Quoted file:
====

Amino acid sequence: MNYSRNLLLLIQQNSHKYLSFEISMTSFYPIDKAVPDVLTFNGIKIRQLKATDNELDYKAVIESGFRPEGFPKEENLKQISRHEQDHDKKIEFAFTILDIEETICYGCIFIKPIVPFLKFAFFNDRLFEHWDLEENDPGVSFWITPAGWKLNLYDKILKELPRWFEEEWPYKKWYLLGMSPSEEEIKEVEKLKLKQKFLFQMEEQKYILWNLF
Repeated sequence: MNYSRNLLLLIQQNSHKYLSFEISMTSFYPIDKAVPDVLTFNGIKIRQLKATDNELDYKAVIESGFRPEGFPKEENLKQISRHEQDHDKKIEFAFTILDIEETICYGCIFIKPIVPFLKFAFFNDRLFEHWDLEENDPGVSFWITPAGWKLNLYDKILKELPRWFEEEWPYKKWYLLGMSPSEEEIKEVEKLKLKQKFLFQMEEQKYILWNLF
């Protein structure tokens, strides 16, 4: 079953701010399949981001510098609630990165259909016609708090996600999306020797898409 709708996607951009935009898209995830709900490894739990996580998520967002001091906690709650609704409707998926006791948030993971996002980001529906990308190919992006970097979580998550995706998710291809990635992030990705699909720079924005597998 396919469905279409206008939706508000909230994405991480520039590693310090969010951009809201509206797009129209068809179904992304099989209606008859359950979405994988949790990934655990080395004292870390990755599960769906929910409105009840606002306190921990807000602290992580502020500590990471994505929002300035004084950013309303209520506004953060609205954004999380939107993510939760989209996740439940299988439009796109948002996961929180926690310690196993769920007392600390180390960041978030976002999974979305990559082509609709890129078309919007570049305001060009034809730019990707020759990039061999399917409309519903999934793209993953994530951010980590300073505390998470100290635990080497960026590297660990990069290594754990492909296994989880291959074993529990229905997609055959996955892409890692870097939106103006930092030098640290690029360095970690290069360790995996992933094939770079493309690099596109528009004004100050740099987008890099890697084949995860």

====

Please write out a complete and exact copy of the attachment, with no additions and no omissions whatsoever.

Amino acid sequence: MNYSRNLLLLIQQNSHKYLSFEISMTSFYPIDKAVPDVLTFNGIKIRQLKATDNELDYKAVIESGFRPEGFPKEENLKQISRHEQDHDKKIEFAFTILDIEETICYGCIFIKPIVPFLKFAFFNDRLFEHWDLEENDPGVSFWITPAGWKLNLYDKILKELPRWFEEEWPYKKWYLLGMSPSEEEIKEVEKLKLKQKFLFQMEEQKYILWNLF
Repeated sequence: MNYSRNLLLLIQQNSHKYLSFEISMTSFYPIDKAVPDVLTFNGIKIRQLKATDNELDYKAVIESGFRPEGFPKEENLKQISRHEQDHDKKIEFAFTILDIEETICYGCIFIKPIVPFLKFAFFNDRLFEHWDLEENDPGVSFWITPAGWKLNLYDKILKELPRWFEEEWPYKKWYLLGMSPSEEEIKEVEKLKLKQKFLFQMEEQKYILWNLF
């Protein structure tokens, strides 16, 4: 079953701010399949981001510098609630990165259909016609708090996600999306020797898409 709708996607951009935009898209995830709900490894739990996580998520967002001091906690709650609704409707998926006791948030993971996002980001529906990308190919992006970097979580998550995706998710291809990635992030990705699909720079924005597998 396919469905279409206008939706508000909230994405991480520039590693310090969010951009809201509206797009129209068809179904992304099989209606008859359950979405994988949790990934655990080395004292870390990755599960769906929910409105009840606002306190921990807000602290992580502020500590990471994505929002300035004084950013309303209520506004953060609205954004999380939107993510939760989209996740439940299988439009796109948002996961929180926690310690196993769920007392600390180390960041978030976002999974979305990559082509609709890129078309919007570049305001060009034809730019990707020759990039061999399917409309519903999934793209993953994530951010980590300073505390998470100290635990080497960026590297660990990069290594754990492909296994989880291959074993529990229905997609055959996955892409890692870097939106103006930092030098640290690029360095970690290069360790995996992933094939770079493309690099596109528009004004100050740099987008890099890697084949995860």